Re-Animator director Stuart Gordon returns to literary horror with Dagon, another H.P. Lovecraft adaptation that takes his trademark grisliness to Spain for a real fish-out-of-water yarn having to do with love, sex and demon worship.

OK. Despite the Lovecraftian pedigree, what we really have here is a cheap horror potboiler: Stuart Gordon’s Attack of the Fish People. I swear that’s not a bad thing. Dagon never works up the impressive head of steam that’s required to make this sort of picture really shine – and the CGI work ranges from bad to worse – but Gordon’s affection for his actors remains in welcome evidence, and for the first time in many years, he manages to deliver the shocks, if not the scares.

The film starts out at sea, with irritating yuppie Paul (Ezra Godden) and his feisty wife Bárbara (Raquel Meroño) on some kind of yacht holiday. A freak storm off an old Spanish shoreline runs them aground, and when Paul heads into a nearby fishing village, Imboca, for help, creepiness ensues. The men in town have webbed fingers and seem startled by his presence. Scary dudes shuffle down alleyways like refugees from a Romero zombie movie. The hotel room seems not to have been occupied in years, and the desk clerk, well, the desk clerk has gills. And, hey, where the hell has Barbara disappeared to, anyway?

After this splendid set-up, Dagon suffers mainly from a distended second act that bears the hefty burden of exposition. (Yes, backstory is important, but let’s have no more of it delivered in lengthy flashbacks narrated by the friendly old man conveniently located by the protagonist, OK?) With the history of Imboca firmly established – and once Paul stumbles across a woman there (the big-eyed Macarena Gomez is a find) who has haunted his dreams – the story moves forward to its nasty conclusion.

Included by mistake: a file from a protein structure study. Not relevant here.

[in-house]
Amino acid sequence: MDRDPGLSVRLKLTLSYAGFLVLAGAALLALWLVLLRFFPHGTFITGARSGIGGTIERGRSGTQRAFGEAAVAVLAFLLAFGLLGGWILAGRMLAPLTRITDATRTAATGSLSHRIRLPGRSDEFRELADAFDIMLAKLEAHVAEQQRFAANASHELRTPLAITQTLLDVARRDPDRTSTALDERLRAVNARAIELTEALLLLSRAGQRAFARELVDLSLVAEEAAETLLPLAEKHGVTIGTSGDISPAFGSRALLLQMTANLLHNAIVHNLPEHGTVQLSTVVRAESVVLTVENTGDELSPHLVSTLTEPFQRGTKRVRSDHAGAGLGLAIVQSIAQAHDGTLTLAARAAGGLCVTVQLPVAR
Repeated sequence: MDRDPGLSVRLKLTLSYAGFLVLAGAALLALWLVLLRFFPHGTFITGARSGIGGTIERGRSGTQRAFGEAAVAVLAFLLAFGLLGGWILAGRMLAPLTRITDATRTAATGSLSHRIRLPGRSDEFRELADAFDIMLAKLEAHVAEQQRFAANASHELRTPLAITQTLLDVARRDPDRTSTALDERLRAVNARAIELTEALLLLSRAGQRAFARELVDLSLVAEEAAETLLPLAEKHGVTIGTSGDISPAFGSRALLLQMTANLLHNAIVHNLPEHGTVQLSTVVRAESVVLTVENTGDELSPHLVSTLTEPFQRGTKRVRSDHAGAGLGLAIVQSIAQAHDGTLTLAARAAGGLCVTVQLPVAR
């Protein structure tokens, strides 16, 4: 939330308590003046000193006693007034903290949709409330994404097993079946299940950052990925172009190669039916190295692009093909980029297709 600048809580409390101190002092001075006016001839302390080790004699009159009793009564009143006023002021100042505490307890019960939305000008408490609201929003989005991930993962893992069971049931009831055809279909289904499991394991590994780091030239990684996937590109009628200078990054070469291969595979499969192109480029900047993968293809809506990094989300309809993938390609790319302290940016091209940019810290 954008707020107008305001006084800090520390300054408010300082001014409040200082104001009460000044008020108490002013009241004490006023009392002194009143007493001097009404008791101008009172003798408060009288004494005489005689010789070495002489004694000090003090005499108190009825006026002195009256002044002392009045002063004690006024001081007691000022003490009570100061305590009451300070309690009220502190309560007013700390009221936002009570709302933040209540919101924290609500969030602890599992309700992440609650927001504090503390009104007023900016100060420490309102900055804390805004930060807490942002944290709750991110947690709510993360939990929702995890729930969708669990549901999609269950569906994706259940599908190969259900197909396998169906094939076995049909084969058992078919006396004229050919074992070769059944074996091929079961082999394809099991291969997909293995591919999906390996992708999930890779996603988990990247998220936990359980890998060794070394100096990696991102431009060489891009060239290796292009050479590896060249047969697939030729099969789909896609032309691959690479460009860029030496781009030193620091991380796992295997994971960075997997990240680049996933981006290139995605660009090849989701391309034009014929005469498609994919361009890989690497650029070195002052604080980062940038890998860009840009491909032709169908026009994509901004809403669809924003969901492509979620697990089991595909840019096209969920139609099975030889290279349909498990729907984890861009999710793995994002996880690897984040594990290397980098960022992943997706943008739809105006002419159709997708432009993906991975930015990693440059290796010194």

Given the downright conservative tone of most horror films lately, the ripping and raping that caps Dagon‘s leisurely build is itself startling. Replete with gore and nudity, the final reels make it to giddy exploitation territory. In one scene, the hero starts reciting the Lord’s Prayer as a ritualistic murder takes place before his eyes, but his words are choked off as the bloody spectacle escalates. It’s a knowing B-movie flourish in a film that’s full of them.